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The Smacking Ban is a Slap In the Face to Parents

Is the ban an overreach of the state or does it offer more protection for children?

by Jack Sinclair

In 2002 the justice minister for the Scottish Government Jim Wallace proposed legislation to criminalise the smacking of children. The ban was met with a mix of responses from opposition parties and pressure groups. Leading the charge against the bill was the SNP, expressing concerns that the legislation focused on criminalising parents rather than educating them. Conservative party spokesperson branded Mr Wallace, “the nation’s nanny” and implied that the bill was authoritarian.  


Sixteen years later John Finnie an MSP for the Scottish Green Party has proposed a bill which would see parents criminalised for using “light physical force" to discipline a child. This time around the bill has cross-party support. The bill is set to pass when Holyrood vote on the matter and parties will not be imposing a whip on members.


The plans in 2002 under the Labour-led administration were dropped after the law was deemed to be “unworkable”. A committee of MSP’s concluded that the bill would merely lead to an increase in prosecution of parents and do no real good for the children. They, of course, agreed that more needed to be done to drive parents away from physically disciplining their children.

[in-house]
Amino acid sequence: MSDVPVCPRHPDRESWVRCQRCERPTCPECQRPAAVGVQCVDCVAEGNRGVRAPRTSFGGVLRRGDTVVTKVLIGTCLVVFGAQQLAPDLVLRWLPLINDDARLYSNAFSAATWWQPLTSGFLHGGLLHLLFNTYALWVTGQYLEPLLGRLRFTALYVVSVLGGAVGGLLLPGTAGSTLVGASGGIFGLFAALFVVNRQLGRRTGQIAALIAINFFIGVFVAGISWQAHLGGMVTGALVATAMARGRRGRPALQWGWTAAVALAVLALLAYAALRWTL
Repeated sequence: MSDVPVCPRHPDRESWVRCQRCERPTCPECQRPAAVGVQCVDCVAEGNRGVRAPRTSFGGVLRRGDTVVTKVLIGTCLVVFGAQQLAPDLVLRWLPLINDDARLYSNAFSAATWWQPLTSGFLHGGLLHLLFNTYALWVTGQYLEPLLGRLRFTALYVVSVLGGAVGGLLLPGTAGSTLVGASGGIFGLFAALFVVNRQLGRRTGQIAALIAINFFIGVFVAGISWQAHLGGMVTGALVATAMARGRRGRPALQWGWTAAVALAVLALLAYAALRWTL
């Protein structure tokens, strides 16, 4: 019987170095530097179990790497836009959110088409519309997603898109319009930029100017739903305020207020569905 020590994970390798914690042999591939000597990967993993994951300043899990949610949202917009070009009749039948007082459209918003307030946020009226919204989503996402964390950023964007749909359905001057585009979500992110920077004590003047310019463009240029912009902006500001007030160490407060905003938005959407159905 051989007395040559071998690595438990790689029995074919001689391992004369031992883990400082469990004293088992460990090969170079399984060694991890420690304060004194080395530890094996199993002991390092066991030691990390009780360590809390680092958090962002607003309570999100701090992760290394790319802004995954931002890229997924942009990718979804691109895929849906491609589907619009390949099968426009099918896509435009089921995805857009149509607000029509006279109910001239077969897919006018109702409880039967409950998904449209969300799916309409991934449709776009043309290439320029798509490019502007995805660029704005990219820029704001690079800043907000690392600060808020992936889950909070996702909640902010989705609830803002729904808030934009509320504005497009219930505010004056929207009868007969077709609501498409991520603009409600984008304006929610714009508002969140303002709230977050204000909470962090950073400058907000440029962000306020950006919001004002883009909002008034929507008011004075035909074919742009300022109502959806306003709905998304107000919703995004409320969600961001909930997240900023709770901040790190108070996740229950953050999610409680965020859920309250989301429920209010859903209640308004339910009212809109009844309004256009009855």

It was deemed, however, criminalising a light smack on the hand was in no way worthy of criminal charges being brought against a loving parent. Politicians must explain what has changed, why this legislation is now enforceable and why it is now acceptable for the State to tell parents how they must raise their children.

The current law states parents can use "reasonable chastisement”. This essentially means a small slap when punishing their children, nothing that leaves a mark.

Striking a child with an implement, hitting on the head and shaking them are already criminal offences. I think we can all agree that beating a child is never acceptable. It is reassuring to know exactly where the legal line in the sand is. Whilst the law is the same in all parts of the United Kingdom, Scotland would be the first to ban all physical punishment of children.


But, the responsibility of bringing up a child should lie with the parent. The State should not be involved in the upbringing of a child. Parents shouldn’t feel restricted or constrained by the State.

It is the golden rule of parenting to set clear boundaries, and citizens must do the same with the State. The courts must only be used as a last resort to protect the child.

The current legislation already protects the child adequately from abuse while still allowing parental freedom. A simple slap on the wrist in the right context is not unreasonable and does not equate to criminal charges.Why was police time pursuing loving parents? Police time and budgets are stretched enough as it is.


In all fairness, physical punishment is often not the best way to discipline a child. Research shows that many children respond better to other forms of punishment. However, the underlying tone of the legislation is rather sinister. The State has invaded family life over the course of the SNP’s executive rule, introducing countless policies that restrict family life. It might sound positive, but the smacking does far more harm than good.

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